Meet Sandy Stojkovski, CEO Vitesco Technologies, North America

Meet Sandy Stojkovski, CEO Vitesco Technologies, North America

This episode is sponsored by Lockton, click here to learn more

Sandy Stojkovski’s career took off when, during her first year at Cooper-Standard Automotive — her first job out of college — the Vice President of Engineering hand-selected her to run a manufacturing operation. She’s been paying it forward ever since by taking chances on employees with potential.  

“I told him that I didn't think I was qualified,” Sandy recalls. “And he did something I will never forget. He told me he was choosing me not for my experience, but for the potential, he saw in me.”

After obtaining three degrees from the University of Michigan, Sandy climbed the ranks of seven positions at five different companies. Eventually, she landed in her current position as CEO of North America at Vitesco Technologies. 

Over the 18 years that have passed since she worked at Ford Motor Company by day and took master’s courses at night, she gained invaluable knowledge about business development. 

However, the most important lessons she’s learned are about leadership. 

Sandy's leadership model is an inverted pyramid structure rather than the traditional hierarchy with a CEO at the top and everyone else at the bottom.

“It’s about the team,” she says. “I serve as a player and a coach for the team … I care, and it's about seeing the team succeed.”

In this episode, Sandy shares hard-won lessons on how to overcome imposter syndrome, the mental health (and thus productivity) benefits of maintaining a routine, and how to build trust among your teams.

“If a leader is trustworthy and is focused on competency, carrying sincerity, and reliability," she says, "everyone wants to follow you.”

Other themes discussed in this episode: 

  • Gaining trust by showing you care
  • Why getting buy-in from employees is a slow but worthwhile process 
  • Why it’s important to attract and retain Gen Z employees (as well as how to do it)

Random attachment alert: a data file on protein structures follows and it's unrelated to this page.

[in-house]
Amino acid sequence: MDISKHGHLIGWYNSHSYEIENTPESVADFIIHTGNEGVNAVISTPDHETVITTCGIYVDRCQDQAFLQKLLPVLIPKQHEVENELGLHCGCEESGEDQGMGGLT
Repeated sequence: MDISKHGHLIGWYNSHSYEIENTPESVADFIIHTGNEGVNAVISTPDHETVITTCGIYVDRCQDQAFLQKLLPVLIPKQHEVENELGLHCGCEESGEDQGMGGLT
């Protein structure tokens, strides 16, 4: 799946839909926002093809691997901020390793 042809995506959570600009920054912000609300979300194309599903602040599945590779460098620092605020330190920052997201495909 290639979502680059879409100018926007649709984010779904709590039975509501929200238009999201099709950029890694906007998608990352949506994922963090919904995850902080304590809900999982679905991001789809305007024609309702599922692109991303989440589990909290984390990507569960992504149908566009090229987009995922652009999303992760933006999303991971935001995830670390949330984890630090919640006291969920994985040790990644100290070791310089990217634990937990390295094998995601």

• How to be the leader you wish you’d had in the past 

Featured Guest: 

What she does: Sandy is the CEO of North America at Vitesco Technologies, a Regensburg, Germany-based automotive supplier for “clean, smart, and electrified” drivetrain and powertrain technologies.  

On Gravitas: “Anyone can carry on with the status quo. That's called a manager. In most cases, a leader with gravitas is willing to do the unpopular and sometimes uncomfortable work of creating a new vision, and leading people there.”

Episode Highlights

Timestamped inflection points from the show

[2:05] Back to the beginning: Sandy explains her background, from her roots in southeast Michigan as a varsity athlete, flutist and dancer to her extensive experience in the automotive industry as a planning analyst, engineering director, VP and eventually CEO.

[16:26] Taking a leap of faith: Long after her first boss took a chance on her, Sandy realized he promoted employees based on potential instead of just demonstrated experience. She talks about how his approach influenced her approach to leadership.

[20:01] Making up for lack of experience: One of the most important lessons Sandy learned early in her career was how to overcome imposter syndrome. She explains why putting in the work can help make up for lack of experience through on-the-ground learning.

[23:49] ‘Be the leader you wish you’d had’: At a previous job, Sandy learned to gauge people’s reactions when a meeting was over. She finds that post-meeting, some of the best ideas tend to come out — particularly if the leader of that meeting wasn’t making others comfortable enough to share.